Economics MPhil and PhD
Qualifications and durations
The Master of Philosophy (MPhil) programme will enable you to conduct supervised research into your chosen topic and produce a written thesis (typically 20,000 - 40,000 words). You can complete the MPhil in 1 to 3 years (full-time) or up to 4 years (part-time).
The Doctor of Philosophy (PhD) programme comprises a more significant piece of research which will enable you to contribute to the academic community through a larger written thesis (typically up to 90,000 words). You can complete your PhD in 2 to 4 years (full-time) or up to 6 years (part-time)
The MPhil and PhD programme provides an opportunity to undertake original research into a wide variety of areas. The department has a strong international research reputation, covering all mainstream fields of economics. Many of our academics are acknowledged as leading the field in their disciplines. The department has a lively PhD community, and both team and individual research. The emphasis is on involving PhD students in our areas of expertise, providing them with a strong environment in which to pursue their research, and encouraging and helping with publication. Students are also encouraged to present their work both within the department and at international conferences.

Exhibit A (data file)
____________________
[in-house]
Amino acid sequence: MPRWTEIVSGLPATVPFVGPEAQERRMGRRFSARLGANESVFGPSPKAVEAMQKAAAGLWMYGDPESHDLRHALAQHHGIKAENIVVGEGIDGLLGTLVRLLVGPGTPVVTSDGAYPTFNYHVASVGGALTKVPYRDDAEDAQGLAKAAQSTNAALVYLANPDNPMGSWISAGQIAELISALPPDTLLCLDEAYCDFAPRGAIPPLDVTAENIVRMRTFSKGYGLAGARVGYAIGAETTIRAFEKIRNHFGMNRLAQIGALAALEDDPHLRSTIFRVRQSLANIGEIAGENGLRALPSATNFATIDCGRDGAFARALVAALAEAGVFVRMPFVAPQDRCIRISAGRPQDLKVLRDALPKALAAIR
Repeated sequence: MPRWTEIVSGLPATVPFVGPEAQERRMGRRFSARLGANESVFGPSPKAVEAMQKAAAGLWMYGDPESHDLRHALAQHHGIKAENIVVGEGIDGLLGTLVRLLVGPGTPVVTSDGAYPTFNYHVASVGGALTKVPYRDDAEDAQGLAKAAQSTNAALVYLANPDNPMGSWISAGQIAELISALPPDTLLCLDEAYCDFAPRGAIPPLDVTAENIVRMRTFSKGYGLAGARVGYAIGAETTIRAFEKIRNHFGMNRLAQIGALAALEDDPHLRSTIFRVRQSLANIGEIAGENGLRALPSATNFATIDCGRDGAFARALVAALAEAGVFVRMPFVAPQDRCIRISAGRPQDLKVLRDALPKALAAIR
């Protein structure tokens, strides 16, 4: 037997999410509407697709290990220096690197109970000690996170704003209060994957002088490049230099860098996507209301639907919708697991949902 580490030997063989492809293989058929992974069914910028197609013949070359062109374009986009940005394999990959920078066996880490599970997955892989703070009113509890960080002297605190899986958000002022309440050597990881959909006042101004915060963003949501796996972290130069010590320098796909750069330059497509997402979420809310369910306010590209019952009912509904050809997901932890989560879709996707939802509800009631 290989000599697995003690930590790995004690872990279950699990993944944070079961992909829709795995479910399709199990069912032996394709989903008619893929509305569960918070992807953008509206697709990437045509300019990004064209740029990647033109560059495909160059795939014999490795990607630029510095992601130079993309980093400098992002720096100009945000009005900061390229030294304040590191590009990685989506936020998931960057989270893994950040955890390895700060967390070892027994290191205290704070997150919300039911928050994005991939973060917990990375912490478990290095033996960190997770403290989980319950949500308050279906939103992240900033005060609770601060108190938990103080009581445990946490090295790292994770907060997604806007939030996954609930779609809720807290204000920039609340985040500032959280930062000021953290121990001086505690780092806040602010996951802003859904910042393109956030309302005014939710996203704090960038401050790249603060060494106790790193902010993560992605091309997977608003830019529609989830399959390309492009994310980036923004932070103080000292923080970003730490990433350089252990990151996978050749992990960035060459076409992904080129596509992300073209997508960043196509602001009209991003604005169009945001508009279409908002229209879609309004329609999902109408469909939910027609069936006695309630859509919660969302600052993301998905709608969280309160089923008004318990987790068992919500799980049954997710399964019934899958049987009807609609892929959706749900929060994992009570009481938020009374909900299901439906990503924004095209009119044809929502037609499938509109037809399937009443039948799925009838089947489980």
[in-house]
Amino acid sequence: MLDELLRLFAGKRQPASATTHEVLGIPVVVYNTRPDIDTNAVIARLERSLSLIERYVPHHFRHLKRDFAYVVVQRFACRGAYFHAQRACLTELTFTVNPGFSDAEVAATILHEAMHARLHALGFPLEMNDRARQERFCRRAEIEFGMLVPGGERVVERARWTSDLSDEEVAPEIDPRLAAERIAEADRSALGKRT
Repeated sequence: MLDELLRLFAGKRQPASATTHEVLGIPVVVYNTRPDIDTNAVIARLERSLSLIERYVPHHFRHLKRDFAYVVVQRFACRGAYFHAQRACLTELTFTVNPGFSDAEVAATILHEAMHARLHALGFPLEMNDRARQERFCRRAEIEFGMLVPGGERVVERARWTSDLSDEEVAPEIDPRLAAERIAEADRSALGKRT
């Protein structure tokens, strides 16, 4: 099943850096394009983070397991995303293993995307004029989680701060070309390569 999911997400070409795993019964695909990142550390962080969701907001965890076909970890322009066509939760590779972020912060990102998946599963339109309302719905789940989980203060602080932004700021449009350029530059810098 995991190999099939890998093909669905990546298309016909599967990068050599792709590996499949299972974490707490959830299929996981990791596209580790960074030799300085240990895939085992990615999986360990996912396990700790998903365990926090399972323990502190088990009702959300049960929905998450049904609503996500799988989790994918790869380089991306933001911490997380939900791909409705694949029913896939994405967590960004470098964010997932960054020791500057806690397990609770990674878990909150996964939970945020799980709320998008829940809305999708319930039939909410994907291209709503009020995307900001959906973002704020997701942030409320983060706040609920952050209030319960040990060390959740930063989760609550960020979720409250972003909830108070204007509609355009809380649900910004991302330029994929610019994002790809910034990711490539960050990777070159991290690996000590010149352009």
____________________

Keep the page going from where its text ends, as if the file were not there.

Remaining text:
Most students are registered in the first instance for the degree of MPhil. The MPhil may include some taught units in year one. Students are expected to carry out supervised research at the leading edge of their chosen subject, which must then be written-up as a substantial thesis. The transfer from MPhil to PhD is subject to students passing an assessment process, which involves submission of a substantial portion of written work and an oral examination.
The final stage of the PhD degree is the viva voce examination, in which students are required to defend their thesis to a Board of Examiners.
Current student projects
Take an insight into what some of our current students are researching »
The research proposal
In order to do a PhD you must have a clearly identified research topic. Ideas for research topics can come from journals, books, etc. It should be in an area which interests you. It might be something of considerable current concern, a new aspect of something on which a lot of work has been done, or a completely new idea. In any case, your work should provide some new insights. It should eventually prove publishable, either as a book or a series of journal articles.
Your project outline should lay out in depth the topic you wish to study, refer to any existing literature on the subject and emphasise why you feel it an important and interesting area. If there are any data requirements, you should specify exactly how you intend acquiring the data, and subsequently what techniques you intend to apply to the data. Vague generalities (such as 'I intend to use modern econometric techniques to analyse the data') are not sufficient. Specify exactly what techniques you intend to use.
There is some flexibility to change the direction of your research once here, indeed this is quite common. Nonetheless, the clearer the ideas are at the outset, the more rapid your progress will be to successful completion.